Russia’s vaccine diplomacy lands in Slovakia

Slovakia is set to start rolling-out the Russian Sputnik V Covid-19 vaccine, which will be viewed by Moscow as another victory for its vaccine diplomacy effort.

Slovakian Health Minister Vladimír Lengvarský said this week that his country will start using the Russian vaccine Sputnik V in June and that it was partially suspending use of the AstraZeneca jab.

Lengvarský said the main reason was that there are not enough AstraZeneca vaccine doses in stock.

“AstraZeneca is still considered safe,” Lengvarský said on May 12. “We plan to start administering it again, once there are enough supplies in stock,” he said, adding that the roll-out of the Russian vaccine for people aged 18-60 would start in June. The country has received 200,000 doses so far but still needs to pay for them.

This follows a very awkward moment, when the need for more vaccine doses coincided with the realisation that accepting an imported Russian vaccine would come with strings attached. Prime Minister Igor Matovič resigned in March after failing to obtain the governing coalition’s agreement for his own decision to purchase two million doses of the Russian vaccine.

“The move is the latest twist in a row involving Slovakia’s ex-prime minister, its drugs regulator and Russia over the quality of batches of the vaccine delivered to Slovakia in March,” Politico has reported.

Last August Vladimir Putin announced that Russia had registered the world’s first Covid-19 vaccine — Sputnik V. At the time, Oxford University had only just started the phase III trial of its vaccine, and Johnson & Johnson’s single-shot vaccine was in phase I and II trials.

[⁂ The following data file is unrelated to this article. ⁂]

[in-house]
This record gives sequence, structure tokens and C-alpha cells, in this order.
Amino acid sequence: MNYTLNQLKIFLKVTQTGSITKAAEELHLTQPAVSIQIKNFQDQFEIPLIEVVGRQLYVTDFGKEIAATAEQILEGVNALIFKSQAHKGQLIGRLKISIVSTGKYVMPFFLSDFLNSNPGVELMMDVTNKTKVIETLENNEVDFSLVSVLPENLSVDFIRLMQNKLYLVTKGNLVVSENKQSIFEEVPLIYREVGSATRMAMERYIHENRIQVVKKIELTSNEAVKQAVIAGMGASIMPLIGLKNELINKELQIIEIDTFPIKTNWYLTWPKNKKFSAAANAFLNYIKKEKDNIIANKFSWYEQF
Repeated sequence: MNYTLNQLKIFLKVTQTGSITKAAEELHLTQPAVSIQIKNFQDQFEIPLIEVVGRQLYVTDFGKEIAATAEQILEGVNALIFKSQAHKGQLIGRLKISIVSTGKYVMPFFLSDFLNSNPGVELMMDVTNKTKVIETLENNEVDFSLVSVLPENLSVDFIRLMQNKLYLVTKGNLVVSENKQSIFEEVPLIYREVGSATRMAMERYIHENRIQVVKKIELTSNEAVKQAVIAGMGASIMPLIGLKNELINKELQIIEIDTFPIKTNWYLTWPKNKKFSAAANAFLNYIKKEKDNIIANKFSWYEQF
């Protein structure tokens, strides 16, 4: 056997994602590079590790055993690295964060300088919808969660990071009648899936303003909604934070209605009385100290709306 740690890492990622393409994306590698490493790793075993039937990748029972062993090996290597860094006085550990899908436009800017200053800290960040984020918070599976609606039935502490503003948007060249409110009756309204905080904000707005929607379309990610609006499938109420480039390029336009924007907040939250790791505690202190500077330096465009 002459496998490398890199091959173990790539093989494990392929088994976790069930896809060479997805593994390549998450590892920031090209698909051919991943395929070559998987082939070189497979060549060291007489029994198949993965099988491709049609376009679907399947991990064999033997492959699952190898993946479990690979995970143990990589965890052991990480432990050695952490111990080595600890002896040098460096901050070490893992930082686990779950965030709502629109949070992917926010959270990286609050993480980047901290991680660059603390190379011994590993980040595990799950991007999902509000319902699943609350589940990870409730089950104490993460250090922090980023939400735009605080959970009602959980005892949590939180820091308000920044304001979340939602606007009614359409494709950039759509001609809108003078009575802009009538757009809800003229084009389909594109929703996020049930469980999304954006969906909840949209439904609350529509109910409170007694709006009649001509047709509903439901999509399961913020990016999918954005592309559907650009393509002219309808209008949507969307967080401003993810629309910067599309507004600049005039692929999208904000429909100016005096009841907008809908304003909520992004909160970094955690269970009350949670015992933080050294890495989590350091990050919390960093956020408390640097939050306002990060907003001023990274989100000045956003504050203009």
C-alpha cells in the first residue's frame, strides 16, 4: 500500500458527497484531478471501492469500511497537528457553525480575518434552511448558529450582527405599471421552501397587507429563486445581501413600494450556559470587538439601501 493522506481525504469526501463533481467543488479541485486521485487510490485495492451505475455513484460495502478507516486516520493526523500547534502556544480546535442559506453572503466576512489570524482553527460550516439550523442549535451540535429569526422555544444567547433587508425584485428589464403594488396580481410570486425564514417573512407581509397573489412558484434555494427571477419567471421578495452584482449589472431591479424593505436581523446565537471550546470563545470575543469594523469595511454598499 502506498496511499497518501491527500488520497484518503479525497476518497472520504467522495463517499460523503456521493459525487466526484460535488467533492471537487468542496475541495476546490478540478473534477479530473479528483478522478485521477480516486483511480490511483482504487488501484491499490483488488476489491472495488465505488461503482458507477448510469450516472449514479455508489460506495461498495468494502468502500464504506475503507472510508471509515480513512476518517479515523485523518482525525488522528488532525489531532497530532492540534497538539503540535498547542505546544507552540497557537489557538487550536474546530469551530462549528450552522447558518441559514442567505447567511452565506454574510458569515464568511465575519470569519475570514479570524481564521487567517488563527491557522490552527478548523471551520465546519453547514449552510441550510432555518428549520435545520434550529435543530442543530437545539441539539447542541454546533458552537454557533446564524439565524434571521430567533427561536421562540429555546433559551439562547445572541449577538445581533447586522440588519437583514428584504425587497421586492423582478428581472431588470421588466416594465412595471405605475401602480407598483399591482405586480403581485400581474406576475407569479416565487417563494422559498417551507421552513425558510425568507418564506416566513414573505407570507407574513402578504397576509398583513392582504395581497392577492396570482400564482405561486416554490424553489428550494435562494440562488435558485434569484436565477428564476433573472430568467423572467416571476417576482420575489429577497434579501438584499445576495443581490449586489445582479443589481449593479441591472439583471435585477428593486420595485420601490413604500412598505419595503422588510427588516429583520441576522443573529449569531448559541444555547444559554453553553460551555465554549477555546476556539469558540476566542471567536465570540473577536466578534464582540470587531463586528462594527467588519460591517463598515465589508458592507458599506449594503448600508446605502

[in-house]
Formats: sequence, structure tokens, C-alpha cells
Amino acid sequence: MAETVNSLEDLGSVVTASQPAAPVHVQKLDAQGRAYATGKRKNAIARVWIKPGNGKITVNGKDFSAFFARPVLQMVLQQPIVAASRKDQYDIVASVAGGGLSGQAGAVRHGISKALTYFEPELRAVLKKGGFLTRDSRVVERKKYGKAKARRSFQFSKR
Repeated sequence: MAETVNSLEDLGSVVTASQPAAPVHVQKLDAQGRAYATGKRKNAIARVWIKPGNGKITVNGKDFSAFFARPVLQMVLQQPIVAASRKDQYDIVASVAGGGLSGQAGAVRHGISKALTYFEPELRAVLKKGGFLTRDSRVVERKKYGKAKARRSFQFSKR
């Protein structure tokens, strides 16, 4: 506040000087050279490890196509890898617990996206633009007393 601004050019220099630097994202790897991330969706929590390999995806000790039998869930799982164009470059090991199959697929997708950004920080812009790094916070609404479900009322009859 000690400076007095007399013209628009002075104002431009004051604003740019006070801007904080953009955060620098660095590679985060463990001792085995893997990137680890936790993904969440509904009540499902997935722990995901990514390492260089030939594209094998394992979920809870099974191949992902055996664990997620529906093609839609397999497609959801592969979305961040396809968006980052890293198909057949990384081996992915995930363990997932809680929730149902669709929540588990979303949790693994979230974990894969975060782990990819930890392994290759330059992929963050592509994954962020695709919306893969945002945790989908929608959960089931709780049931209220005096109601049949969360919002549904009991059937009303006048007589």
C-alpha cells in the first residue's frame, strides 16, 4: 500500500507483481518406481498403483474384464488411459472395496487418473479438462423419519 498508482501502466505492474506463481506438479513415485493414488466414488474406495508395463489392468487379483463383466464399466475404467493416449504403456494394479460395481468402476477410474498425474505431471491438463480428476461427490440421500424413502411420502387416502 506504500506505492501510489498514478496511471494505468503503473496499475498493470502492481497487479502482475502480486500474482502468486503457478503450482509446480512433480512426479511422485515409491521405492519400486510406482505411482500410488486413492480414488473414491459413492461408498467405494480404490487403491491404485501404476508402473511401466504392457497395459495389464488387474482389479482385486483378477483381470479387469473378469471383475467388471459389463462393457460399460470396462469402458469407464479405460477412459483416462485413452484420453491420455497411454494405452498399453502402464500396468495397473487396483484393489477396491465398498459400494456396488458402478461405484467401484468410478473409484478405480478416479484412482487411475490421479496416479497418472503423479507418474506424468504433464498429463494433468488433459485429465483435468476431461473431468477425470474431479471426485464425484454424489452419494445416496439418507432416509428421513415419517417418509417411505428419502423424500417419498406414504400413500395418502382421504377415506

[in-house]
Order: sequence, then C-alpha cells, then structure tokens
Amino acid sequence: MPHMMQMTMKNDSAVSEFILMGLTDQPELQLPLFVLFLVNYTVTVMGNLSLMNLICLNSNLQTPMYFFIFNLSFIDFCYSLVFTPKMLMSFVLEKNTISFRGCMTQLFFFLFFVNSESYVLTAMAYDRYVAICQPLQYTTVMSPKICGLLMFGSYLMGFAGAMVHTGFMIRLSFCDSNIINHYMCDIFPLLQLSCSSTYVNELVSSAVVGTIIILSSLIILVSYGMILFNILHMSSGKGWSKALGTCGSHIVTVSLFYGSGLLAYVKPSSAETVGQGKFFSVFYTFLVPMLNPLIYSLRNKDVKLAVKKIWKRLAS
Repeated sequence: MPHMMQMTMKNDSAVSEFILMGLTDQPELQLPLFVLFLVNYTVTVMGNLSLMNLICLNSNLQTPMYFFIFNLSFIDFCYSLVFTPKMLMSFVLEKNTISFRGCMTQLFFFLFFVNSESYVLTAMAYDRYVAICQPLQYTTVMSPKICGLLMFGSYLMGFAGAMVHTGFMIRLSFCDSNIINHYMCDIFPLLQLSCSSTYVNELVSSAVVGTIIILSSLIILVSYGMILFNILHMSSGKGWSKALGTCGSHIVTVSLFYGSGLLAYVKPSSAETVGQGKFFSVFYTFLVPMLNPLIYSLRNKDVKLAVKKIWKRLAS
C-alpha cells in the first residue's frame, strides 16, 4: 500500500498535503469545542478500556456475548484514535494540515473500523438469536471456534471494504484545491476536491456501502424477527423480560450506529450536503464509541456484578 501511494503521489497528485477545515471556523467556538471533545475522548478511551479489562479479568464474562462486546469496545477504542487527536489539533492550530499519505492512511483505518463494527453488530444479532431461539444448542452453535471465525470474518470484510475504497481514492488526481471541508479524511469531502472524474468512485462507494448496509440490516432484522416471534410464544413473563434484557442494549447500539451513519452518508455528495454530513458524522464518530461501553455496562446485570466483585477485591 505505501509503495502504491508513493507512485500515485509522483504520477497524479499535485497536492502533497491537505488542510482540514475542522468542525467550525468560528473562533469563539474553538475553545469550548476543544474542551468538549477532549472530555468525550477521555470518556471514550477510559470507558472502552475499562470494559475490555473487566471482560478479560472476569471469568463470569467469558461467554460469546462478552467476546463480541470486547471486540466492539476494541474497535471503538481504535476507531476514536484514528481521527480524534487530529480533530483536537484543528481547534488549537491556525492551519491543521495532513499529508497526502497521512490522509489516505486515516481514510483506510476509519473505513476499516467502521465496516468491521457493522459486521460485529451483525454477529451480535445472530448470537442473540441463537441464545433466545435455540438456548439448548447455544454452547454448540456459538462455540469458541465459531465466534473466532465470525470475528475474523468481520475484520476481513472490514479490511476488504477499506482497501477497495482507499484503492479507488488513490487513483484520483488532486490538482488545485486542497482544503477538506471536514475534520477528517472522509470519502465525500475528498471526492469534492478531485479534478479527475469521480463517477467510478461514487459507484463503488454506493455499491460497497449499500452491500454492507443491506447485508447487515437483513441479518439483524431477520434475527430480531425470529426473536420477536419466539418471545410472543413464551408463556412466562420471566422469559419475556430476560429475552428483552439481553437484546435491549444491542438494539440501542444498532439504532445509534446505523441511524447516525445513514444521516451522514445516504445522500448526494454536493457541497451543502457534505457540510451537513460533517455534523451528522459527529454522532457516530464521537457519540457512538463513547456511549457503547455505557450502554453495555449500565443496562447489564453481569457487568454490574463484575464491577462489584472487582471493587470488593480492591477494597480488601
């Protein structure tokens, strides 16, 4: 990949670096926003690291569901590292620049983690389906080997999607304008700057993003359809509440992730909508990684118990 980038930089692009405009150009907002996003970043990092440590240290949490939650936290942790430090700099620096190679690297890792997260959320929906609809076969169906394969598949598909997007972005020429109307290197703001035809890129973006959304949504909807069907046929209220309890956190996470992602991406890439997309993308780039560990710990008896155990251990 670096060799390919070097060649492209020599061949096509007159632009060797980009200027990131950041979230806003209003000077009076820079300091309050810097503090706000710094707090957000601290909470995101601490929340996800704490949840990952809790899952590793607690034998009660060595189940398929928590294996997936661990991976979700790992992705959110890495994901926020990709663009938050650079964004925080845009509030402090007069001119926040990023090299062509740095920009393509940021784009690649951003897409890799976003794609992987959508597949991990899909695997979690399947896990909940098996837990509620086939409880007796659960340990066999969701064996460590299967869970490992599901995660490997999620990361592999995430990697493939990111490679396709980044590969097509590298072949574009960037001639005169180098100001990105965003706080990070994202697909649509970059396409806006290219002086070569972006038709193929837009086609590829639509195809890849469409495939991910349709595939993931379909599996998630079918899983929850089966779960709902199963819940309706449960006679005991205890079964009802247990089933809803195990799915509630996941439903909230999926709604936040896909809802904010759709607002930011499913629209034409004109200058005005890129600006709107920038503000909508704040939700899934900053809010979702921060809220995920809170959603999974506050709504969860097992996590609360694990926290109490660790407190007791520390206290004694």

The European Medicines Agency (EMA) is currently still reviewing Sputnik V’s efficacy.

Vaccine diplomacy

Several European Union members are also turning to Beijing for additional supplies of vaccines, as they face public anger at the slowness of the EU vaccination roll-out, shortages, delivery bottlenecks, poor communication and concerns about vaccine safety.

About fifty countries have ordered the Sputnik V vaccine so far and the Kremlin has made a show of vaccine deliveries to Serbia and Montenegro, while Croatia has also begun talks with Russia. Czechia has also been looking to Russia for supplies of Sputnik V.

Hungary was the first European country to administer Sputnik V, in February 2021, after issuing emergency authorisation. It is also administering the Chinese jab. Hungarian Prime Minister Viktor Orbán famously posted a photo of himself being inoculated with a vaccine from Chinese manufacturer Sinopharm.

China had shipped 115 million doses worldwide, compared to the EU’s 58 million, by the end of March.

Meanwhile, Germany’s health minister has discussed overcoming supply shortages in the EU with Chinese and Russian vaccines, once they have been approved.

Bavarian Prime Minister Markus Söder has announced a preliminary purchase order for 2.5 million doses of Sputnik V, to be produced in Bavaria. German Chancellor Angela Merkel, and French President Emmanuel Macron have discussed joint production of Sputnik V with Putin.

“With vaccine diplomacy, Russia and China seek to leverage resentment against Western countries, which have pre-booked more than half of the global supply of vaccines this year and are prioritising immunising their own populations,” says Agathe Demarais, the EIU’s global forecasting director.

Demarais says that, “Western countries will engage in vaccine diplomacy only later this year. This will likely be too late to catch up with that of Russia and China, which are winning the public relations battle.”

Vaccinating its domestic population is secondary concern, it seems, for Moscow: the country has so far jabbed just 10 per cent of Russians.

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